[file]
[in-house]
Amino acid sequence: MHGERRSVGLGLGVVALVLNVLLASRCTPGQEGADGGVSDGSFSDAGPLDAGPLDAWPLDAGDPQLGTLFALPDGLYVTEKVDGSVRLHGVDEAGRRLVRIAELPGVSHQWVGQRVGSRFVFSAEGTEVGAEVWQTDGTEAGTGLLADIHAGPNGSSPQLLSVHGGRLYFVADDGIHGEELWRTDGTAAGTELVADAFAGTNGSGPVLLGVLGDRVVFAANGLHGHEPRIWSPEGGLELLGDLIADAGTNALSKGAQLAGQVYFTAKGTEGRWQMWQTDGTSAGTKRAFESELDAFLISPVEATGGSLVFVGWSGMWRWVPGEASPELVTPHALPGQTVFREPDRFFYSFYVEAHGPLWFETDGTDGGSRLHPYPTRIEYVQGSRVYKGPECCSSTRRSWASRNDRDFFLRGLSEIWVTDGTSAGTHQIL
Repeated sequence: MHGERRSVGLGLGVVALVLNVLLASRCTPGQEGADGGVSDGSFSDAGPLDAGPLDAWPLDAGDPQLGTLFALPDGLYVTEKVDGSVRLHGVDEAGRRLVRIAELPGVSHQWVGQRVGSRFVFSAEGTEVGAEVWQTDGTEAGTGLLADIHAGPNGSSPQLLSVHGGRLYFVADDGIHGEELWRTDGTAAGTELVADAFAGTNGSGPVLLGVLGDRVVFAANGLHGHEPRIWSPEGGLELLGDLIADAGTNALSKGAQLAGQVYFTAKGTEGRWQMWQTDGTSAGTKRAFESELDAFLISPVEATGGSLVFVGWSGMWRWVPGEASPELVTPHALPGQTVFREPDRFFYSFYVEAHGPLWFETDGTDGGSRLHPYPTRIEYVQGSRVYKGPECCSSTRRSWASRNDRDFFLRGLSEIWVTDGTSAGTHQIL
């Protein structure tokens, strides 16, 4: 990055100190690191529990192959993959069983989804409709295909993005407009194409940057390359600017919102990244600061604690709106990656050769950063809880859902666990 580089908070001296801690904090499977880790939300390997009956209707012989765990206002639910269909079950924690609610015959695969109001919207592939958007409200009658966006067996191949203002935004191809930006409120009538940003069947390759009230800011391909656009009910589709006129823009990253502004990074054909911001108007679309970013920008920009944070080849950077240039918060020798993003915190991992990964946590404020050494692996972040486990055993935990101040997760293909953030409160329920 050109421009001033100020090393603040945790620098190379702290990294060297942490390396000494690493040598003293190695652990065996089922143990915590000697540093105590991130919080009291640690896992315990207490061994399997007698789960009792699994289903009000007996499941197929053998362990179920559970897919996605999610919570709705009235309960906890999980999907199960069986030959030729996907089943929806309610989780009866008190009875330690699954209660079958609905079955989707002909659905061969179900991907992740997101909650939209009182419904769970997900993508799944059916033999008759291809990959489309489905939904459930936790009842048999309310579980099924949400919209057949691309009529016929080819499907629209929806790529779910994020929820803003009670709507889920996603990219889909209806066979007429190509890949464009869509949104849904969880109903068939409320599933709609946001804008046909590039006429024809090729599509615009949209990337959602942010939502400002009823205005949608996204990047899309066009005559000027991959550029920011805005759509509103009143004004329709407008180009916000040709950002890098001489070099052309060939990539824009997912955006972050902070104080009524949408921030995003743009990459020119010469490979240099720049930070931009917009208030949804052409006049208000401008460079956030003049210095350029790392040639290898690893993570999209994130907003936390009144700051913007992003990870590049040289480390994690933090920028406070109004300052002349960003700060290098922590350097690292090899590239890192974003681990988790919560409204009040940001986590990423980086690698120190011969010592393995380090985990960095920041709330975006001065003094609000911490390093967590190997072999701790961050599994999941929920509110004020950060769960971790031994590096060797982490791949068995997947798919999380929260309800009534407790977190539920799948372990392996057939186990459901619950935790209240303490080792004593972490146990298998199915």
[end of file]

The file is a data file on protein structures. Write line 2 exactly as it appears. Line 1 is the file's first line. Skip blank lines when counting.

Amino acid sequence: MHGERRSVGLGLGVVALVLNVLLASRCTPGQEGADGGVSDGSFSDAGPLDAGPLDAWPLDAGDPQLGTLFALPDGLYVTEKVDGSVRLHGVDEAGRRLVRIAELPGVSHQWVGQRVGSRFVFSAEGTEVGAEVWQTDGTEAGTGLLADIHAGPNGSSPQLLSVHGGRLYFVADDGIHGEELWRTDGTAAGTELVADAFAGTNGSGPVLLGVLGDRVVFAANGLHGHEPRIWSPEGGLELLGDLIADAGTNALSKGAQLAGQVYFTAKGTEGRWQMWQTDGTSAGTKRAFESELDAFLISPVEATGGSLVFVGWSGMWRWVPGEASPELVTPHALPGQTVFREPDRFFYSFYVEAHGPLWFETDGTDGGSRLHPYPTRIEYVQGSRVYKGPECCSSTRRSWASRNDRDFFLRGLSEIWVTDGTSAGTHQIL